(With apologies to Carl Sagan and his chapter, “Blues for a Red Planet,” in Cosmos.)
Tomorrow (2 November 2010) is election day, and I’m having the blues. Here and elsewhere, I’ve been calling myself a moderate libertarian. By that, I mean a belief that individual liberty is both a fundamental right and a necessity, while at the same time recognizing that government–in other words, the collective–has a limited role to play. I’ve spent enough time watching government in action to wonder if it can ever live up to its role, but that’s a discussion for another time.
Do understand that I’m not bothered by the mudslinging. People have been complaining about “negative advertising” for as long as I’ve been paying attention, but a lack of civility is nothing new. In the beginning of our country, candidates routinely accused their opponents of all manner of wickedness. Campaigns are a brawl, and that’s as it ought to be. Those who can’t take a bloody nose and aren’t willing to give one in return don’t belong in the business of running for office.
What does trouble me is the insipid nature of today’s politics. We have real problems that must be solved. National debt, climate change, energy, pension reform, the role of America in the world–these are issues that will take decades to resolve. Of more immediate concern, we will hover near ten percent unemployment for years to come, the healthcare system is still a mess, and we appear to be giving up on Iraq and Afghanistan.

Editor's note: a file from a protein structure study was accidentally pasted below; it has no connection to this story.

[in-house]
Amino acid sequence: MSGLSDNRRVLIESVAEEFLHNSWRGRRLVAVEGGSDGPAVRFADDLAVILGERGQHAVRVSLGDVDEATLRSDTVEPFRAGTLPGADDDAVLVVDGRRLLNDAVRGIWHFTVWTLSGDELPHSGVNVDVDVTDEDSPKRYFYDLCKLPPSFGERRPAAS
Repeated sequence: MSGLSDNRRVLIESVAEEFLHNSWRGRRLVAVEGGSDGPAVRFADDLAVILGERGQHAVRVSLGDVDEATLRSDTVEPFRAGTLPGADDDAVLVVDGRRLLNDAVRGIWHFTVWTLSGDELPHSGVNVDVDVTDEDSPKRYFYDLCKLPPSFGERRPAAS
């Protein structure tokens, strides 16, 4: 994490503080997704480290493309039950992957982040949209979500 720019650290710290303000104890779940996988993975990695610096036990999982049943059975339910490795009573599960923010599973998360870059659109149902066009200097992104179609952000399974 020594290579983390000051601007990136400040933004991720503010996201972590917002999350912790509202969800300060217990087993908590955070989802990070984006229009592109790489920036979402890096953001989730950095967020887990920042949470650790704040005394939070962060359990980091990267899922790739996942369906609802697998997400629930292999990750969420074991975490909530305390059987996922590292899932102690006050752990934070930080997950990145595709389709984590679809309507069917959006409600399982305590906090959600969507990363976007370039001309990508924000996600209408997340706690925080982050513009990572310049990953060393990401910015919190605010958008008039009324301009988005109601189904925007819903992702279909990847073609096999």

What do the candidates offer? Republicans promise to cut something, while Democrats assure us that they will spend some money. If you believe either party’s rhetoric, I have some land a few miles east of Daytona that I’d like to discuss selling to you. When Republicans are in power, they cut taxes and increase spending. When Democrats take control, they spend even more money on bloated programs that are lacking in both brains and heart.
So where does this leave an intelligent and concerned voter? My advice is to support third parties for now. The Republicrats screech that doing so is throwing away one’s vote, but that’s only the case when a majority of voters believe it to be so. We are not obliged to support the lesser of two evils. The founders of this country burdened us with a system that favors two parties, but ultimately, we make the choice. We can vote for the candidate who actually represents what we believe. Nevadans are even offered the option of voting for none of the above.
In the race for Arkansas’s U. S. Senate seat, I’m voting for John Gray, the Green Party Candidate. I don’t agree with everything that he supports, but I do like a lot of what he has to say. His positions sound much like mine, supporting individual liberty, while offering collective help where needed. I do want to punish Blanche Lincoln for killing the public option in healthcare reform, but John Boozman wants to repeal the whole thing. That’s like supporting Attila the Hun because I don’t like the current emperor.
Beyond tomorrow, we must demand honesty and depth from our politicians. This requires work on our part. We have to pay attention. We have to write letters and articles and give speeches. Those of us who are suited for it have to run for office ourselves. We have to tolerate no soundbites and no talking points. Don’t vote for Tweedledumb just because his major party opponent is Tweedleincrediblystupid. Write in your own name when no better choice is given.
This is not pablum. All the money and campaigning and advertising comes down to each person’s vote. We do get the government that we deserve, and it’s time that we deserve our potential.